PLF scores an important property rights win at the California Supreme Court
It’s no secret that California courts have been rather adventurous in finding ways around the rule that a permit condition must relate in both size and scope to development impact the condition is designed to mitigate. The nexus and proportionality tests—established by Nollan v. California Coastal Commission (1987) and Dolan v. City of Tigard (1994)—are intended to curtail the common municipal practice of using a permit application as an opportunity to exact unrelated public benefits.
Over the years, however, California courts have bored gaping holes through that edifice. For example, courts have held that legislative demands for property—as opposed to demands made at the permit desk—are subject only to review to determine whether the dedication “reasonably relate[s] to the broad general welfare purposes for which the ordinance was enacted.” California Building Industry Ass’n v. City of San Jose (2015). Thus, California courts have upheld legislation demanding, among other things, that developers dedicate a portion of new housing projects as affordable housing to be sold to government-selected purchasers with absolutely no showing of nexus and proportionality.
Another court-created rule that carved a massive hole into the Nollan/Dolan doctrine is the so-called Porterville rule. That rule holds that the government does not have to pay full and fair compensation for a taking if it could have hypothetically demanded the targeted property as a permit condition. In other words, the rule authorized the government to take land for pennies any time it could concoct a scenario where it could have demanded the land as a condition for approval of a hypothetical permit.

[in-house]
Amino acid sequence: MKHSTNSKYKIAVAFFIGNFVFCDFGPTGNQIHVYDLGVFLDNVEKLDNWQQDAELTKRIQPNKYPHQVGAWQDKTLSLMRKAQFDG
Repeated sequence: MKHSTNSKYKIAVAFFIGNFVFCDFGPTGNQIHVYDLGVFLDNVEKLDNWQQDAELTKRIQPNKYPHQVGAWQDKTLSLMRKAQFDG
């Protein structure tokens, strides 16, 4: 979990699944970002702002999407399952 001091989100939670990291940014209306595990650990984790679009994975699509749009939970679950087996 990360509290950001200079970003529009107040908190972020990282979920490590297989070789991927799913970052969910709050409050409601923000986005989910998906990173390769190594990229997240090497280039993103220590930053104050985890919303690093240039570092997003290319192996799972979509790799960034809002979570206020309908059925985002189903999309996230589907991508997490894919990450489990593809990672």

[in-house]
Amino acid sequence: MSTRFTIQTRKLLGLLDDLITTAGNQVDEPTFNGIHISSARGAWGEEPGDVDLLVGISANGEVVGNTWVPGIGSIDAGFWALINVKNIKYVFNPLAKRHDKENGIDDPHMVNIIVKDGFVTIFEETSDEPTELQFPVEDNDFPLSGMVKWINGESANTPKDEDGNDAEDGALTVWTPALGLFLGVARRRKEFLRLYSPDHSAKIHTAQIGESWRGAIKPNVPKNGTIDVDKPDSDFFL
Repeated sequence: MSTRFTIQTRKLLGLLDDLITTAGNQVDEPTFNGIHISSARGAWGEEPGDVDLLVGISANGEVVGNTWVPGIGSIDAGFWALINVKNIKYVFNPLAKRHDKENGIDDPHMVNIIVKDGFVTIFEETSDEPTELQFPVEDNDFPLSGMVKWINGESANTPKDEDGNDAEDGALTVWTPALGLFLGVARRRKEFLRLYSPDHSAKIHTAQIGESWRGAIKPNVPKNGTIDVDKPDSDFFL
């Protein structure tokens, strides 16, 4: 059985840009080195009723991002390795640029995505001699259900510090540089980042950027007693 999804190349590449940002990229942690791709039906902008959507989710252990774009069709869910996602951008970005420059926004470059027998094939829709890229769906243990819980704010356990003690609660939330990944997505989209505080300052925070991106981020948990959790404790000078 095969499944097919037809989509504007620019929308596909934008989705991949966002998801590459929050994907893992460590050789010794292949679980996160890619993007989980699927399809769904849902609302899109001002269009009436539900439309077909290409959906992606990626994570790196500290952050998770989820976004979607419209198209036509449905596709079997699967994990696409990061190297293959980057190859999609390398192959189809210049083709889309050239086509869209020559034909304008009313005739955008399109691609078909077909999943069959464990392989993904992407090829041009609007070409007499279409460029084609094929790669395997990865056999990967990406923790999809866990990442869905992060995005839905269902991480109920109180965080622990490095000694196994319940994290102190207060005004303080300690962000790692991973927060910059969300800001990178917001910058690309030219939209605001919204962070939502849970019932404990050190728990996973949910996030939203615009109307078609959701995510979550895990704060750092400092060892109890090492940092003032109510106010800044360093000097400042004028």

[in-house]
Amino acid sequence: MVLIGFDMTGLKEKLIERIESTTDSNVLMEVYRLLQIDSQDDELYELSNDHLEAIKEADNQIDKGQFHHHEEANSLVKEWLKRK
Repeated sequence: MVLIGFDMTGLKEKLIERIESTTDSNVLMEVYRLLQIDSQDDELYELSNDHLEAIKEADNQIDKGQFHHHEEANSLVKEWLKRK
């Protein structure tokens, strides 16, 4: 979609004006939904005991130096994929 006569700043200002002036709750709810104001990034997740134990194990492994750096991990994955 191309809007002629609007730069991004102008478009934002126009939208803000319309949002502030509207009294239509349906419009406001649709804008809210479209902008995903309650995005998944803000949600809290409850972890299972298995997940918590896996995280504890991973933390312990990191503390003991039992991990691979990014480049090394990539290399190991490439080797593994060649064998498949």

Earlier this week, the California Supreme Court issued its long-awaited decision in City of Perris v. Stamper, in which PLF filed an amicus brief asking the Court to place common sense limits the Porterville rule.
Boiled down, the facts of Perris are as follows: Stamper owns an undeveloped 9-acre lot that is zoned for light industrial. The city, as part of a traffic plan update, determined that it needed a 1.66-acre strip of Stamper’s land to build a road. The city condemned the strip then argued that under the Porterville rule, it only had to pay for the undeveloped value (approximately $50,000) of the land rather than its value if it was developed light industrial (approximately $1,000,000). The trial court agreed with the city and awarded a pittance as “just compensation.”
PLF’s amicus brief argued that the Porterville rule was too broad and allowed for the very type of extortionate exactions that Nollan/Dolan prohibited. Indeed, one of the key protections guaranteed by Nollan/Dolan is that government must prove that the need for the dedication arises from an impact of the proposed land use. That guarantee is undermined by a rule allowing government to determine what land it wants to advance a public project, then offering some hypothetical justification for why it could have taken the land as a permit condition at some point in the future (and upon the actual filing of the hypothetical permit application).
By a 6-1 margin, the Supreme Court agreed with PLF on this issue, adding a threshold inquiry to the Porterville rule that requires the court to determine whether the government had targeted the property as a probable part of a public project prior to condemnation. If so, the government must pay full compensation for the land, rather than the bargain-basement amount allowed by Porterville. In limiting the Porterville’s applicability, the Court recognized the potential injustice allowed by allowing government to both target and circumvent the compensation requirement.
The Perris case is still ongoing. The Supreme Court remanded the matter to the trial court to enter factual findings on the new threshold Porterville inquiry. And, if Porterville is determined to apply, the lower court must further determine whether the city’s demand for the 1.66-acre strip of land would have violated Nollan/Dolan.
What to read next
PLF asks the U.S. Supreme Court to rule that there is no “legislative exception” to the unconstitutional conditions doctrine
It seems that some governments and courts prefer to treat Supreme Court precedent as an option, rather than a requirement. The Supreme Court has ruled—twice—that it’s unconstitutional for government to … ›